The big news this week was the Australian Department of Health’s call for expressions of interest from general practices to take part in phase 1b of the Covid vaccination program, which is due to begin in March. As the EOI has been digested over the week, some serious questions are being asked about the plan, which doesn’t appear to be fully fleshed out.
Putting aside whether it will be financially viable for any but the largest general practices that can guarantee a production line process to take part, questions remain about how to schedule patients for the different phases of the roll-out, the ability to adequately staff the clinics, and the site requirements that the department is specifying. We are now seeing pushback from GPs about the MBS funding model and concerns over patients that won’t be able to get their vaccine from their regular practice.
The big news in Australian digital health this week was the appointment of former Mater Health CIO and Queensland Health chief health information officer Mal Thatcher as the Australian Digital Health Agency’s new chief technology officer. The job calls for both strategic and operational leadership of the agency’s infrastructure operations division at a critical time as it looks to modernise the national infrastructure and replatform the My Health Record, starting with its API gateway.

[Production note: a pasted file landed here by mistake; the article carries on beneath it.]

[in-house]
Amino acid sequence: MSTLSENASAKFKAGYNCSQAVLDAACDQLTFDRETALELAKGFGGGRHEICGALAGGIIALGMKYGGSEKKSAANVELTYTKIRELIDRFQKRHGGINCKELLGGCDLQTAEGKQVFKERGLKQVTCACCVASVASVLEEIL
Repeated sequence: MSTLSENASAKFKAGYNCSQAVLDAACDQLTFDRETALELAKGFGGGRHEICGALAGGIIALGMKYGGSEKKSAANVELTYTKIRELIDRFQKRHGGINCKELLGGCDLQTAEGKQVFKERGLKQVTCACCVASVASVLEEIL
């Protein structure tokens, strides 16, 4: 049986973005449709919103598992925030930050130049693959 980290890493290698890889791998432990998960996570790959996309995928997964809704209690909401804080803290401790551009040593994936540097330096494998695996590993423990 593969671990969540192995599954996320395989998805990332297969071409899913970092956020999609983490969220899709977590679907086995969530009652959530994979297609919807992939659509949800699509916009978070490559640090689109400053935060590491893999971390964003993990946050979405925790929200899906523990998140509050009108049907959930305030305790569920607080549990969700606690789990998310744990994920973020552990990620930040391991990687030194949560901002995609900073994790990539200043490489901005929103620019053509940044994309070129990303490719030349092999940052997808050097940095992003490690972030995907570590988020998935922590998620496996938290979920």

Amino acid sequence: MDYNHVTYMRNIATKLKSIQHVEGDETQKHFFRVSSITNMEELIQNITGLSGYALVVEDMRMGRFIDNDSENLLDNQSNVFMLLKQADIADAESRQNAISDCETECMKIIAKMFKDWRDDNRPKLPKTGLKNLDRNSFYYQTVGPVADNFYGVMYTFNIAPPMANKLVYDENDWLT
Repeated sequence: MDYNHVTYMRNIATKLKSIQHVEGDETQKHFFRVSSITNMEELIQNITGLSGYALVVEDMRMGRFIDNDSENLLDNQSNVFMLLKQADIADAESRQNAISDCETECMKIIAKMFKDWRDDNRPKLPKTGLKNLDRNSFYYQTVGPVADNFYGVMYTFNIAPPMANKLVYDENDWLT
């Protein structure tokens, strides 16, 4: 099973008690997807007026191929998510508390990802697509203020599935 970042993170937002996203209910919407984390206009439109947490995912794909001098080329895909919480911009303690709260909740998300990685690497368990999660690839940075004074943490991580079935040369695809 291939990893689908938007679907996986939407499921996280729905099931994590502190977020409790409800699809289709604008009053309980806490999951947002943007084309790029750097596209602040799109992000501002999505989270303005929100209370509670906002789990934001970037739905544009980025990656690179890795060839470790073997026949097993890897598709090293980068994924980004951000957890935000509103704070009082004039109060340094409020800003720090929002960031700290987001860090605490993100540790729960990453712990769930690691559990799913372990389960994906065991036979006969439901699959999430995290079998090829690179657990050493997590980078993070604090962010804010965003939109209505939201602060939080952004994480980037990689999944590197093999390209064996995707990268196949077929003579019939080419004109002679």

Dr Thatcher is an excellent choice, having had a career in both strategy and operational IT, and he is very well respected and liked in the industry. He knows his stuff so we wish him well as a new executive team is built to replace the initial one put together by Richard Royle and Tim Kelsey. All of that team has now departed, with new CEO Amanda Cattermole given space to select her own.
There's nothing that Health Minister Greg Hunt likes more than a good slogan that he can put to good use, over and over again, and he's latched onto a new one and is making the most of it. In the last few years it has been all about the government's 'rock solid commitment to Medicare'. This year, it's about the government's response to the pandemic and how it 'brought forward a 10-year plan on telehealth within 10 days'.
That there was a 10-year plan on telehealth, or any plan at all for that matter, is news to us, but Greg has grabbed hold of this saying and he's not letting go. That said, 2020 has most definitely seen a coming of age for telehealth and the government is to be congratulated on finally coming to the party and funding it properly through the MBS. In the next few years, telehealth should become embedded in normal clinical workflow and patients and the heath system will be all the better for it.